This all becomes relevant when considering LEO satellite constellations, as estimates for deploying an operational system range from $5 to $10 billion. The annual operating cost for replacing satellites ranges from $1 to $2 billion, and ground sites and antennas will also require high operating costs. Unfortunately, everything requires a substantial upfront investment.

Companies with the available cash flow to take on such projects outright include Amazon, Facebook, and Apple, etc. Investment firms have also had more than $2.3 trillion on hand to spend in late 2019. Funding and actual investment for such communication systems and other space projects could increase if more investors see potential in the market. But one thing is for sure, the cost to deploy such constellations and their operation cost is no longer a deal-breaker for investors.

3. The Solution to the Digital Divide

The Digital Divide is the gap between demographic regions for access to modern information and communication technology. Currently in America, and many other parts of the world, millions and billions go without access to computers and the internet, especially in the rural regions and communities.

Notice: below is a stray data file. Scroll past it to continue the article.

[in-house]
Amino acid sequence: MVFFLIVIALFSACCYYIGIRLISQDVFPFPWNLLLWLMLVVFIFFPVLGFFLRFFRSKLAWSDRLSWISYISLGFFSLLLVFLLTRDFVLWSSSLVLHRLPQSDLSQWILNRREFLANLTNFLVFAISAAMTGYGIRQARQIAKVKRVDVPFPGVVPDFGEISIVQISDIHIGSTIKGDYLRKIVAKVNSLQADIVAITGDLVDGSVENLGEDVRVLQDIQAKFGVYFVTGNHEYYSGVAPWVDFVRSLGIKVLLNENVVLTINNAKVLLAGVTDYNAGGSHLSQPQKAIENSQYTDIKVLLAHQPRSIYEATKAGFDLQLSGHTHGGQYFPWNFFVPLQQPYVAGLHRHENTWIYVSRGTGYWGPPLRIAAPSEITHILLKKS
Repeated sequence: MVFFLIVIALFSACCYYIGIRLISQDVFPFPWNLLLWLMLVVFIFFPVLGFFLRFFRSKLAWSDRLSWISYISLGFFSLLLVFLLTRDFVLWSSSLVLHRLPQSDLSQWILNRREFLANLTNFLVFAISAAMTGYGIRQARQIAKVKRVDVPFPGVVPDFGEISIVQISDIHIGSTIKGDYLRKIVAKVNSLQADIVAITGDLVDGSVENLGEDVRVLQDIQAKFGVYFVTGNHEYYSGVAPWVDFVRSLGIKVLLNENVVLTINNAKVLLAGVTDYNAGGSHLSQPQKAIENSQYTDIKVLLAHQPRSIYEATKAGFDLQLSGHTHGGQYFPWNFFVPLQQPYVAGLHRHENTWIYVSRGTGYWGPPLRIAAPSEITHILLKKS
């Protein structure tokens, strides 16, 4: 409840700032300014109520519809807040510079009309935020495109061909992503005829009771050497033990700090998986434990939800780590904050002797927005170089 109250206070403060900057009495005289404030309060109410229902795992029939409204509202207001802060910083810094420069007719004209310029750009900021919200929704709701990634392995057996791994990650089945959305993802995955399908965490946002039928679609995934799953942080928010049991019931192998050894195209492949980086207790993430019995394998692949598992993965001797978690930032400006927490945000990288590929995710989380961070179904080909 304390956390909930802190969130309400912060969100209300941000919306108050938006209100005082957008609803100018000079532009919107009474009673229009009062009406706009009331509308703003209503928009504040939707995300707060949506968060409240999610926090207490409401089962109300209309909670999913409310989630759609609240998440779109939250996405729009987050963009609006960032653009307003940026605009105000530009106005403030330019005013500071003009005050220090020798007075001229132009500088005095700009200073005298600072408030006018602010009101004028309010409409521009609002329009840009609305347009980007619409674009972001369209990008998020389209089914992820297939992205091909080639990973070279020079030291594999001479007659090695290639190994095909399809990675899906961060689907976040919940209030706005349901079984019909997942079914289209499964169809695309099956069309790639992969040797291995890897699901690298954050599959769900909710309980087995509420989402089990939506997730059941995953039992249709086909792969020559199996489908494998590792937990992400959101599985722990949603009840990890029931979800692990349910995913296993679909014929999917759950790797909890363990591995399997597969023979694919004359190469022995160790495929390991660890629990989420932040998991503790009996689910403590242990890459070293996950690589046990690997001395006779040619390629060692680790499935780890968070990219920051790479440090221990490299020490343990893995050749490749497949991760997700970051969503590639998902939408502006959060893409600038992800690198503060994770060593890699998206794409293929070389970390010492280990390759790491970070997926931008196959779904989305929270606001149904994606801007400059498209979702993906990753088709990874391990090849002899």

The FCC reports 22.3% of Americans in rural areas to lack access to broadband internet, and other surveys bring the numbers up to 37%. Within tribal lands, this statistic jump by another 5%. Low-income citizens also lack access to such technologies as they cannot afford the high rates, or service providers simply skip over low-income neighborhoods when building infrastructure.

As more of the world is moving online, such as education, jobs, healthcare, and entertainment, the disparity in internet access is causing the digital divide to grow even wider.

Sounds pretty bad right? But thankfully, there is a solution.

Low Earth Orbit satellite constellations will offer faster speeds and more data to rural customers at more competitive rates. With increased coverage, signal blockage also rarely occurs for an LEO constellation as the satellites are constantly moving.

In December 2020, SpaceX took home $886 million in federal funding to provide broadband service to more than 600,000 locations across America.

The viability of LEO satellites is further commented on by Carl Russo, the CEO of the telecommunication company Calix, who said, “for very rural places that have no access to other solutions, satellite internet makes sense.” However, “for less isolated areas, satellites cannot offer what fiber optics and other wireless technology like 5G can.” As such, he describes LEO satellite internet as “a complementary system, not a competitive technology.”